Lankan Hoppers land in London | Sunday Observer

Lankan Hoppers land in London

Sri Lanka through numerous avenues, has grabbed the attention of international focus, ranging from culinary to apparel, to name a few. Under the category of culinary, the island seems to have impressed exceedingly well, for an eatery to be named after its popular food and have it in its menu, at home away from home for the Lankan expatriates. Hoppers, a family-run eatery in Central London, by an Indian family caters to one-and-all.

Recently, Karan and his team, including James Stevenson, a mixologist master, were at the refurbished and reopened, Jetwing Lighthouse Galle, finding the modus-operandi to add value to their menu.

For Karan Gokani, Director of JKS, a Mumbai-based resident, now in London, Lankan cuisine is more than a liking. It’s an inspiration, which is being served in the UK.

“There is a lot of similarity between the Sri Lankan and South Indian cuisine. But, at the same time, they are quite unique,” he says in his opening remarks to the Sunday Observer. Today, the South Indian variety too, is giving company to its neighbour Sri Lanka, delighting its customers. Hopper and Dosa are at the heart of the menu. The cocktail list at Hoppers focuses on Genever and Arrack, and a selection of Sri Lankan soft drinks.

The family-found business is now a decade old and counting.

“Why we were on our own, sans a partner or a creative partner of that country (Sri Lanka) is because, we are confident that we know Sri Lankan food well as well as her people,” Gokani said.

Why Hoppers?

“It’s a name, my brother-in-law came up with. We were discussing a name while studying the menu which had hopper in it,” he said.

He feels, Hopper is a really cool name. “We started using it as a working title. Very catchy and western,” Karan discloses how the shop was named Hoppers. Sri Lanka had entered the scene through Karan’s university friends and his brother-in-law’s connections. “We are known for our foods, but what people don’t realize is we do some amazing Sri Lankan favoured and inspired drinks too,” he says about his menu.

Karan gathered the confidence to offer the island’s variety through his past ten visits to the island. This time, courtesy Hiran Cooray, Chairman Jetwing Hotels, now a near and dear friend, the London restauranter has got a feel of Jaffna, as well.

He says the chairman had insisted he would take him to the Northern tip. “Hiran Cooray had said, ‘Look, I want to take you to Jaffna’. That is one place; I always wanted to go to.”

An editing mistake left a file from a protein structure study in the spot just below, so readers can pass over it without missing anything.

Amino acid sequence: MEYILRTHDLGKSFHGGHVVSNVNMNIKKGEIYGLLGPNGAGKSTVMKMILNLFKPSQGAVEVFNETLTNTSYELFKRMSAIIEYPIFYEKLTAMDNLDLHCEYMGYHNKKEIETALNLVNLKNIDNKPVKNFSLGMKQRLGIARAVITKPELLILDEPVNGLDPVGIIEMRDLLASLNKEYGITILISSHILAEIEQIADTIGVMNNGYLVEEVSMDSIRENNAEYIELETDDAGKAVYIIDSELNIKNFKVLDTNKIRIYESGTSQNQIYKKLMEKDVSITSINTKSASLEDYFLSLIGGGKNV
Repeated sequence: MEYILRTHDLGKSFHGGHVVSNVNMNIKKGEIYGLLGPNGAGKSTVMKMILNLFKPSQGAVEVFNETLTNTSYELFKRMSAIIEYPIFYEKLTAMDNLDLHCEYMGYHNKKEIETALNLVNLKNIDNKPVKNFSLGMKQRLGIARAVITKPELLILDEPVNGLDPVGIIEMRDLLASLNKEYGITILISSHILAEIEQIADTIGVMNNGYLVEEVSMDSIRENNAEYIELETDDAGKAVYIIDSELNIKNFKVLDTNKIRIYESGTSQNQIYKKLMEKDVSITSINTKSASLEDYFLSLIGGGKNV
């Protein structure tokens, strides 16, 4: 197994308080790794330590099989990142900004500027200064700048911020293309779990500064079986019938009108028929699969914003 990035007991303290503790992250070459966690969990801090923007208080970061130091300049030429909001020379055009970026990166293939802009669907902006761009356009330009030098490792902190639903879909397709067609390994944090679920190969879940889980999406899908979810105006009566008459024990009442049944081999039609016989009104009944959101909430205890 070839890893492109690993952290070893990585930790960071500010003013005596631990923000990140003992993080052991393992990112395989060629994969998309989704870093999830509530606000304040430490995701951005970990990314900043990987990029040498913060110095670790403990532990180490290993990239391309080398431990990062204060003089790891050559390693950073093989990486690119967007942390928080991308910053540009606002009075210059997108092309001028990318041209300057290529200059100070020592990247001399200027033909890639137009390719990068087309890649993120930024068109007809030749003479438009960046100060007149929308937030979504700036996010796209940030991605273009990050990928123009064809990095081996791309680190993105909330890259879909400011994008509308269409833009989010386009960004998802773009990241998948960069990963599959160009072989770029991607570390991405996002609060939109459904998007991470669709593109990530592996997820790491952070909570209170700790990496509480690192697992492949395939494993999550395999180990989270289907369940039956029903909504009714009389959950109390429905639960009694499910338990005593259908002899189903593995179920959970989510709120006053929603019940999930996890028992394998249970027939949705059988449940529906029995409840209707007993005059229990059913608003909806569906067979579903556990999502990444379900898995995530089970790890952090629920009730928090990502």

Returning from Jaffna he stopped in Negombo for two- days and did some crab fishing. They then visited the Coats of Arms Bar, one of the same new-look hotels.

Karan claims, it’s an iconic place. “We love this place and are inspired by it, and thought it would be amazing to do some drinks” Seizing the opportunity, James, the group bar manager started making four fabulous Sri Lankan flavoured drinks, with a pinch of Lankan arrack. In no time, the bar was buzzing with everyone falling for it.

Seeing the instant hit of their drinks, his team has decided to launch these drinks, many miles away, in London.

Talking about the challenges, Karan divulges, initially, it was to get the right produce.

“To get food at the right time, with the right freshness, was a challenge. We haven’t got the same, herbs, such as, gotukola, mukunuvenna or even fresh coconuts. Spices are easier to get. But, I wish I could get the Negombo mud crab, more easily and affordably,” he walked us through the challenges.

Entering and expanding

However, Karan does not seem to be having any blueprint to expand his business to Asian counties.

“I’ll keep coming back here. I would love to have more collaboration with friends. They are friends; not just brands or partners,”

Karan says extending and entering an untouched territory does not revolve solely around recipes. “The restaurant is much more than that. It has a soul, it needs human-beings, it needs you,” All his family is present in London, for the family-run business. Their sense of commitment goes the distance of a family member visiting and eating, at any of their network of restaurants daily.

Status-quo of Hoppers

“It’s doing well,” he says of his eatery.

Hoppers has been a winner, thus far. “It’s a great compliment for me and the team. Because, there is nothing like the locals saying it reminds them of their food at home.”

“Most of them are actually non-Indians. We do have a lot of non-Asian restaurants,” he says.

JKS at present has 15 restaurants, comprising, three Indian restaurants, two Sri Lankan and South Indian, and the rest Spanish, British, and Taiwanese.

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